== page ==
For Jojo is a German drama film about the lives of two childhood best friends Paula and Jojo, as they grow and drift apart amidst Paula’s quest to stop Jojo from marrying a man called Daniel. The movie is now streaming on Netflix.
Paula and Jojo have been best friends since childhood- inseparable until a moment comes when Jojo has to shift to another country for work.
Paula despises the distance between them and the loneliness she feels without her best friend next to her. When Jojo comes back and announces that she is marrying Daniel, Paula begins plotting to stop the marriage from taking place because she cannot imagine Jojo sharing her life with someone else.
She crosses all boundaries of their friendship in this process, leading to the question, is it sometimes important to learn to let go of those dearest to you?
For Jojo is, in essence, a film about growing up, growing apart and learning how to deal with the emotions that folllow.
Caro Cult provides an impressive performance as Paula. She decently portrays the emotions of hurt and loss her character feels. Her character is made to be quite unlikeable but a little more realism and better writing, would lead to more empathy for her situation.
Nina Gummich plays the role of Jojo, and again, portrays her character well but with a more defined storyline, she might have been able to shine more on screen.
The rest of the characters contribute to the story and help in building the tension that Paula is inevitably feeling.
The colour palette in the movie is a beautiful addition, and the largely warm toned edits on Paula, and brighter tones on Jojo look good on screen.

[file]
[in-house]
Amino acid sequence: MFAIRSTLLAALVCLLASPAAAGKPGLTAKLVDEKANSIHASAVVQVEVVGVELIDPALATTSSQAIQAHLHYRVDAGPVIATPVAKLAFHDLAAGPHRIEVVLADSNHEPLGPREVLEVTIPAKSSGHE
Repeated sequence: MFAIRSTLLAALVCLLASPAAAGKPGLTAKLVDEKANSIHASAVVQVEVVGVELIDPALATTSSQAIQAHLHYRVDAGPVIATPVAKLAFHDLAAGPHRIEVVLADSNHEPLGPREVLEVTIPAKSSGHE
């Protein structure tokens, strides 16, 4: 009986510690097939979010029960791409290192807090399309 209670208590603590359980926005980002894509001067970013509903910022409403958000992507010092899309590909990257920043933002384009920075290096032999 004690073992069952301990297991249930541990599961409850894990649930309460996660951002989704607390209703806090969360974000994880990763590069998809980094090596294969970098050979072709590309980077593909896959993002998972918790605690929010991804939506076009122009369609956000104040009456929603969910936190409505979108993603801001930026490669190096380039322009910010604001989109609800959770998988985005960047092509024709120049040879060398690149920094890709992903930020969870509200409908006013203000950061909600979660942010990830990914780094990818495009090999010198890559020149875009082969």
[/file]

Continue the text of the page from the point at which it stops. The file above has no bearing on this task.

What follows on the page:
It is a realistic and humane storyline, and this makes it a relatively easier watch. It recycles a common storyline of growing apart but proves to be quite raw and real in its portrayal.
The movie has quite a few picturesque shots, enhanced by the lighting and colour palette.
The basic premise for the movie is realistic, but holds all the traits of a typical drama storyline. It is predictable, but adding more dimension to the characters and building on making the story a bit more engaging would go a long way.
The shaky camera angles and POV shots end up being overdone and lose their initial novelty in this film, and this creates a relatively bland on-screen experience in the bargain. The sound design is a bit choppy, but not too noticeable.
The ending was quite cryptic, and the scenes left a lot of unanswered questions regarding the future of Paula and Jojo’s friendship, as well as that of Jojo’s marriage. There does not seem to be any sort of closure provided.
The storyline is quite disappointing and a bit predictable. Watch only for the realistic acting and a few picturesque shots in the film.